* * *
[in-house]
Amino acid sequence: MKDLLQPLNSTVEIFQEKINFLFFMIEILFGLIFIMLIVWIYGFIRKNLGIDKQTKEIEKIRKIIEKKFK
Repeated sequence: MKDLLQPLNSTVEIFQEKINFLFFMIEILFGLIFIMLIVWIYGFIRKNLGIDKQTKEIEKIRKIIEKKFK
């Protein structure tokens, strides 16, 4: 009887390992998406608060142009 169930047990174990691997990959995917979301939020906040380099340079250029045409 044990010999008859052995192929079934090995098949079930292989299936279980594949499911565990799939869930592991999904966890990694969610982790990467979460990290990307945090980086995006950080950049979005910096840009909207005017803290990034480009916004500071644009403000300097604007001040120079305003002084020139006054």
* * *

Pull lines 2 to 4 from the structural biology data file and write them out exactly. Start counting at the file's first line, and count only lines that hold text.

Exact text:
Amino acid sequence: MKDLLQPLNSTVEIFQEKINFLFFMIEILFGLIFIMLIVWIYGFIRKNLGIDKQTKEIEKIRKIIEKKFK
Repeated sequence: MKDLLQPLNSTVEIFQEKINFLFFMIEILFGLIFIMLIVWIYGFIRKNLGIDKQTKEIEKIRKIIEKKFK
């Protein structure tokens, strides 16, 4: 009887390992998406608060142009 169930047990174990691997990959995917979301939020906040380099340079250029045409 044990010999008859052995192929079934090995098949079930292989299936279980594949499911565990799939869930592991999904966890990694969610982790990467979460990290990307945090980086995006950080950049979005910096840009909207005017803290990034480009916004500071644009403000300097604007001040120079305003002084020139006054």